Dating Ultrasound (10-13 Weeks)

Those who forgo the six to eight week ultrasound might have a "dating ultrasound" around weeks 10 to 13 of pregnancy. This gives parents the same type of information: due date, your baby's "crown-rump length" (measurement from head to bottom), the number of babies in the womb, and fetal heartbeat.

Nuchal Translucency Ultrasound (14-20 Weeks)

Between 14 and 20 weeks, you may also have a nuchal translucency (NT) test to check for Down syndrome, heart defects, or other chromosomal abnormalities, says Joanne Stone, M.D., a professor of obstetrics, gynecology, and reproductive science at Mount Sinai School of Medicine in New York. Women should consider getting it if their screening test revealed a potential problem, they're 35 or older, or they have a family history of certain birth defects.

In a nuchal translucency screening, the doctor will use an ultrasound to gauge the thickness at the back of the baby's neck (they'll also measure hormones and proteins with a blood test). A thicker neck may indicate an increased risk for birth defects like Down syndrome and trisomy 18.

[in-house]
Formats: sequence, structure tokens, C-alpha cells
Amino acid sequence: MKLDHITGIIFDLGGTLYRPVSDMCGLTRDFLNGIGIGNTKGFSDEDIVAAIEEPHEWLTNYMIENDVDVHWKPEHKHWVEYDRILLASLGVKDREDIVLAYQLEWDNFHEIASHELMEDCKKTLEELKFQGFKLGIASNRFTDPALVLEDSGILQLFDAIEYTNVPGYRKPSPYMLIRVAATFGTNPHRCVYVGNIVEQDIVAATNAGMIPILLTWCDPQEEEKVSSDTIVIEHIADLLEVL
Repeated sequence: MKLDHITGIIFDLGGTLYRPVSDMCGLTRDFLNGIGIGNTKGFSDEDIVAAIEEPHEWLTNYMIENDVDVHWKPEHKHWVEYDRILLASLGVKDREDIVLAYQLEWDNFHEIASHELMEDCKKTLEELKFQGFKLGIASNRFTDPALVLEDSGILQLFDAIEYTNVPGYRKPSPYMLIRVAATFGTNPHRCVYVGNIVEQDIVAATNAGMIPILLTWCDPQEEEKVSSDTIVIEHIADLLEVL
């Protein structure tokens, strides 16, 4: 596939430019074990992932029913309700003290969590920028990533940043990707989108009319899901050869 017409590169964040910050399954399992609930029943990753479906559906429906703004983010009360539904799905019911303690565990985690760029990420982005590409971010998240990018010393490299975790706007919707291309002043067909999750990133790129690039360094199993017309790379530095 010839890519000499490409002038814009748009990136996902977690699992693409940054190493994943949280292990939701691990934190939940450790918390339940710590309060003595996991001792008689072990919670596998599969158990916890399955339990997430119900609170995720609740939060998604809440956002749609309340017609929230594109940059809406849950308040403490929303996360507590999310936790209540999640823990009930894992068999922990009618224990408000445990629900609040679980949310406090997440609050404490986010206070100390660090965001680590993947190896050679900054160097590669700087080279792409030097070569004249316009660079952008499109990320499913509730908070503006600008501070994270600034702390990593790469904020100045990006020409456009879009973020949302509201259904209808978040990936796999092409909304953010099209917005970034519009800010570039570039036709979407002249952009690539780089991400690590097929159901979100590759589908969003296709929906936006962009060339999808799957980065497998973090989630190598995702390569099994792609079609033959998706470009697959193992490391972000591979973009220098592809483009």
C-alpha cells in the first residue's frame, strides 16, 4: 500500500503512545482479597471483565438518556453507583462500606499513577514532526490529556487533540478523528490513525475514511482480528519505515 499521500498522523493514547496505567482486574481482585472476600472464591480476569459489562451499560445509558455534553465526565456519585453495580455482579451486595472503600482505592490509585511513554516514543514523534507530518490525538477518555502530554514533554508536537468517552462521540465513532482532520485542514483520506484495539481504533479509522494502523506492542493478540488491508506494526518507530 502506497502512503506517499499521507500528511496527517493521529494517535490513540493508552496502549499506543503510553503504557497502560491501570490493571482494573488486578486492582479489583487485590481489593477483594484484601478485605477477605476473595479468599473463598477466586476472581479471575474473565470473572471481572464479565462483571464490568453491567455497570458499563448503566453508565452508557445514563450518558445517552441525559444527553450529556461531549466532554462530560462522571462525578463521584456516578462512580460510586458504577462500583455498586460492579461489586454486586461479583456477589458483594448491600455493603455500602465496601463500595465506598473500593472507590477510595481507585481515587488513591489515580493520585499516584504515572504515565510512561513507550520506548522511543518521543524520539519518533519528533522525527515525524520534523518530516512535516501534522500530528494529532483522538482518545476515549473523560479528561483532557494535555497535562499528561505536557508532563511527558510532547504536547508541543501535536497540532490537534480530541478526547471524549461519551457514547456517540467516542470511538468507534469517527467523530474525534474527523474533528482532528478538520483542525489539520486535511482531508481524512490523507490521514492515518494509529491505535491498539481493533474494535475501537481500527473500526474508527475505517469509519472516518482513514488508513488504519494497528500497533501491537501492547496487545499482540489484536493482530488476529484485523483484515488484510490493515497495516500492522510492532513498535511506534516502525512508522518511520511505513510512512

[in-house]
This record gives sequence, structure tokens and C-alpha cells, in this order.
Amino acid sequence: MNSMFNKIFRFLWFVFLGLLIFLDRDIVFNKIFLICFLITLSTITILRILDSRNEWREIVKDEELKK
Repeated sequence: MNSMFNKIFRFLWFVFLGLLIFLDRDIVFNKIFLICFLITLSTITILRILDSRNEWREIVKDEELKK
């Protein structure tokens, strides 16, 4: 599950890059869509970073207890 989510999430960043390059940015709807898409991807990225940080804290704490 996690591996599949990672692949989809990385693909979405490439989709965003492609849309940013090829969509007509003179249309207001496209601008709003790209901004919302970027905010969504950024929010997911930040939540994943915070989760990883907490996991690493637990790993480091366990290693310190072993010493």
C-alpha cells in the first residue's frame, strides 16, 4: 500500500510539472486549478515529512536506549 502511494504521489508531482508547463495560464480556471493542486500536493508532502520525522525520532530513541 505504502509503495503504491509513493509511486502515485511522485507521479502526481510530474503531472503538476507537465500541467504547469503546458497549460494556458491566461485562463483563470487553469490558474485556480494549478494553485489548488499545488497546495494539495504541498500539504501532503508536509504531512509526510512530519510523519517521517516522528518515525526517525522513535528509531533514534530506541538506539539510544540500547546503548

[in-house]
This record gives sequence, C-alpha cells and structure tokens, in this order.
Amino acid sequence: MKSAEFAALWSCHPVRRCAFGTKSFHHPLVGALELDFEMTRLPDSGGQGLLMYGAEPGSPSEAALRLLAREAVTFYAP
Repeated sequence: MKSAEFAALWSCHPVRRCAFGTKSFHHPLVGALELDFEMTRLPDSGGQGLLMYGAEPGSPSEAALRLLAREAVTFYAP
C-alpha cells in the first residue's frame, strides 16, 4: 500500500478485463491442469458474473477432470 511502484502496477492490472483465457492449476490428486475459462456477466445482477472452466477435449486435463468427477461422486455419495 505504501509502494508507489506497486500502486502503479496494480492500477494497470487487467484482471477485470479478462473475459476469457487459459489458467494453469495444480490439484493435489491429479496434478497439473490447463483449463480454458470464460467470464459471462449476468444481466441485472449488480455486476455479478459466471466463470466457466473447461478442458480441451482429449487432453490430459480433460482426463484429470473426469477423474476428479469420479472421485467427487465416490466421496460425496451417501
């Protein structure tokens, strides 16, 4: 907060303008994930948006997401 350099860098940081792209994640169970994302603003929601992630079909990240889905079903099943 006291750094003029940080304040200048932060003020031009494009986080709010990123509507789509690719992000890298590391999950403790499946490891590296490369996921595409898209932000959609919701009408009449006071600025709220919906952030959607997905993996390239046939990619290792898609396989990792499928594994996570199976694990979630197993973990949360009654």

Anatomy Scan (18-20 Weeks)

This detailed pregnancy ultrasound, which generally happens between weeks 18 and 20 in the second trimester, lasts 20 to 45 minutes if you're having one baby and longer if you're having multiples. It's the most thorough check-up your baby will have before they're born.

During the anatomy scan, the doctor will check your baby's heart rate and look for abnormalities in their brain, heart, kidneys, and liver, says Jane Chueh, M.D., director of prenatal diagnosis and therapy at Lucile Children's Hospital Stanford, in Palo Alto, California. They'll count your baby's fingers and toes, check for birth defects, examine the placenta, and measure the amniotic fluid level. And they'll probably be able to determine your baby's sex, although it's not a slam dunk; an experienced tech gets it right more than 95 percent of the time. (If you don't want to know your baby's sex, let them know ahead of time.)